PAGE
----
The so-called shuffle start has been making waves in the last few years, especially among elite circles [and most-especially in the United States]. It is characterized by a low projection angle from the blocks, an ultra-low heel recovery [often seen as a toe-drag], and a high step frequency.
This may be a controversial take, but I’ve long believed that this tactic is doing more harm than good, and is a perfect example of Goodhart’s Law.
Let me explain.
Firstly, you may be asking “what the heck is Goodhart’s Law”?
Well, Goodhart’s Law posits that “When a measure becomes a target, it ceases to be a good measure.” This principle, originating in economics, has broad applications across multiple disciplines, including sport and coaching.
For example, pacing is crucial in long-distance running. Runners often set split times for each mile or kilometer. However, if a runner becomes overly fixated on these splits, they might not adjust their pace based on the race’s dynamics, such as changes in elevation, weather conditions, competitor’s tactics, or their own physical state. By rigidly sticking to predetermined splits, they risk not capitalizing on segments where they could push harder, or not conserving energy when needed — potentially affecting their overall performance.
Similarly, consider the growing emphasis on individual player statistics in team sports, such as points in basketball, or goals in soccer. When these stats become the main focus, the broader objectives of the team may be compromised.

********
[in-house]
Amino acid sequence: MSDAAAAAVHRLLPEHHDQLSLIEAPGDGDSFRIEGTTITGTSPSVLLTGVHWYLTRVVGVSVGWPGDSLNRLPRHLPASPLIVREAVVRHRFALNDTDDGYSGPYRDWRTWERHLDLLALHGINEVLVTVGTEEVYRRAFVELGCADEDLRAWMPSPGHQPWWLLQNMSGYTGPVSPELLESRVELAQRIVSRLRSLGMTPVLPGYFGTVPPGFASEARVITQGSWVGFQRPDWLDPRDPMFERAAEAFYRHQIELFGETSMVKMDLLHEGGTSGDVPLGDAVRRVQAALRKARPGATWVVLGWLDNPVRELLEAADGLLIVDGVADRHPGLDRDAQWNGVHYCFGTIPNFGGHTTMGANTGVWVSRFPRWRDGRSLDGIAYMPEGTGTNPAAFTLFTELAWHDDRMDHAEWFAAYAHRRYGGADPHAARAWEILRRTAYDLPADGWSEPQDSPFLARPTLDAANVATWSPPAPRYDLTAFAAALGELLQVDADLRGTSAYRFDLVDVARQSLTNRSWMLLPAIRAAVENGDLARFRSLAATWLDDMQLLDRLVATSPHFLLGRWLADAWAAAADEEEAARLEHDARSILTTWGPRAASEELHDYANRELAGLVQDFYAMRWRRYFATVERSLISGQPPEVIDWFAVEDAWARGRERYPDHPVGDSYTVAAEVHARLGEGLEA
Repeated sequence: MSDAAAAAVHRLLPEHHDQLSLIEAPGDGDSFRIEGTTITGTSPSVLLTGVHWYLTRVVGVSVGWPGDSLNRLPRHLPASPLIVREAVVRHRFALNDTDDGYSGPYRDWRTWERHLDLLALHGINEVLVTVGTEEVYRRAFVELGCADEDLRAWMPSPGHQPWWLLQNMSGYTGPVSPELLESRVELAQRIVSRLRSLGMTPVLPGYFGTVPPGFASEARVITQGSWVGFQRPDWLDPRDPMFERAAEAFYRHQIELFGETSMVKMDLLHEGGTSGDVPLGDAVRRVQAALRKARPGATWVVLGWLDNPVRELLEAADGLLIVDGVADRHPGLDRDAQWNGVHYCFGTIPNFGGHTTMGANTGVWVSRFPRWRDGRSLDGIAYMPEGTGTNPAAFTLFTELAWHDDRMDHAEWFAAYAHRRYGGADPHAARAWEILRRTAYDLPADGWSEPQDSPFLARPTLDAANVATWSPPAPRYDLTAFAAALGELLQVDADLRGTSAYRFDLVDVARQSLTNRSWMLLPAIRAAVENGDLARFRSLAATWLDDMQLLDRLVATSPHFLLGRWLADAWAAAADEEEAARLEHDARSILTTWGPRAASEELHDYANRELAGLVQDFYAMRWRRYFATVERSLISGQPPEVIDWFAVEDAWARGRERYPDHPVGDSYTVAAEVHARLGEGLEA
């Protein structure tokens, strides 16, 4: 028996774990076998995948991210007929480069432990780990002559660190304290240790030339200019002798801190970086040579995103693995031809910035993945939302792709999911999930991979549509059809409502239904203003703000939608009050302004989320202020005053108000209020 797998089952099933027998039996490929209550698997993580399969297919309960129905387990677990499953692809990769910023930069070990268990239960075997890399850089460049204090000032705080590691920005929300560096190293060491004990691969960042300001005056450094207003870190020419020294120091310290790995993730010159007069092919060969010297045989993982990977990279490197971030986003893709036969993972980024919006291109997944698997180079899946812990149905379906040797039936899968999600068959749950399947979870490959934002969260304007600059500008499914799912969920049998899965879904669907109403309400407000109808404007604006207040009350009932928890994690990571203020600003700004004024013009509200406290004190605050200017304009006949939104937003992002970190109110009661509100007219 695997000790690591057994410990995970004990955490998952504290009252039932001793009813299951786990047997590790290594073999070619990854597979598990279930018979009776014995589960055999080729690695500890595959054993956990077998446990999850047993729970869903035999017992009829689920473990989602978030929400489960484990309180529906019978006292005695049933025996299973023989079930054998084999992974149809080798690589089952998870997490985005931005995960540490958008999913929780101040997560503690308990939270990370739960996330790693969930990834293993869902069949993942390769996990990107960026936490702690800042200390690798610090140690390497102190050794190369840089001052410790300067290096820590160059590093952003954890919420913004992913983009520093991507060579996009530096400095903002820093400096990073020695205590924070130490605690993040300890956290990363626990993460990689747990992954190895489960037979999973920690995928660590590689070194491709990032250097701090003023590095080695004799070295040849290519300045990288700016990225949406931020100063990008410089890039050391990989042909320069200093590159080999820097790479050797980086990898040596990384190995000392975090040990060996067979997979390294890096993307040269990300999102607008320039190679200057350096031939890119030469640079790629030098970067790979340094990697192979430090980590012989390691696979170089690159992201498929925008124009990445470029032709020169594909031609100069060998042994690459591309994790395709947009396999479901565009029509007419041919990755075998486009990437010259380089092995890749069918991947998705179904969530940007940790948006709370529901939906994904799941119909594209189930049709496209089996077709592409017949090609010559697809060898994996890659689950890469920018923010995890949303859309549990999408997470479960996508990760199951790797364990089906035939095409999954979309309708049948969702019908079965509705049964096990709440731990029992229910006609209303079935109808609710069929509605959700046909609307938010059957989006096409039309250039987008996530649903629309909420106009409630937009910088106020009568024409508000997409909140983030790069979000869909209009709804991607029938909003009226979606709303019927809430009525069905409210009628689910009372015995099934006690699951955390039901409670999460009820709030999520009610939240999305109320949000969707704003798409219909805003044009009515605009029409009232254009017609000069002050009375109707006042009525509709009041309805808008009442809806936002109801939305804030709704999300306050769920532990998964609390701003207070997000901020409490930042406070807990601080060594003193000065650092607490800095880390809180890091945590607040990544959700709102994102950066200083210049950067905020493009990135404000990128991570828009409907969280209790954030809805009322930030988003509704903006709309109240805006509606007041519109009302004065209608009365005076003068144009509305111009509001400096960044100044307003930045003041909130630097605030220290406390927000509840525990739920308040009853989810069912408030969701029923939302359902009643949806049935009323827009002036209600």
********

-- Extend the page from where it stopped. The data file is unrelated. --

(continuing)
In sprinting, the primary objective of a 100m race is clear: finish the entire distance as quickly as possible. Yet, this straightforward goal can sometimes be clouded by a narrow focus on acceleration. It’s not uncommon for coaches and athletes to become preoccupied with early race benchmarks, such as the time taken to reach 10m, 30m, or even 60m, for example.
But as Coach Dan Pfaff often reminds us, “they don’t hand out medals at the 30m mark.”
While acceleration metrics are insightful, they need to be approached with caution. A hyper-focus on these early segments may inadvertently hinder an athlete’s overall 100m time. Even though the 100m isn’t about pacing per se, it doesn’t imply athletes should try to get to each point on the way to 100m as fast as possible.
Remember, the task at hand dictates the goal.
If the task is a fast 10m, then the shuffle start — with its lower projection angles, smaller flight times, and rapid step frequencies — may be an excellent tactic. But, if the task is 100m, it’s not so clear.
The shuffle start, or any strategy that focuses specifically on acceleration metrics, is a double-edged sword.
While it might offer an initial advantage, it almost certainly requires more work and places more musculoskeletal strain on the body — thus the potential knock-on effect of a lower maximum velocity later in the race.
And it’s later in the race that really matters.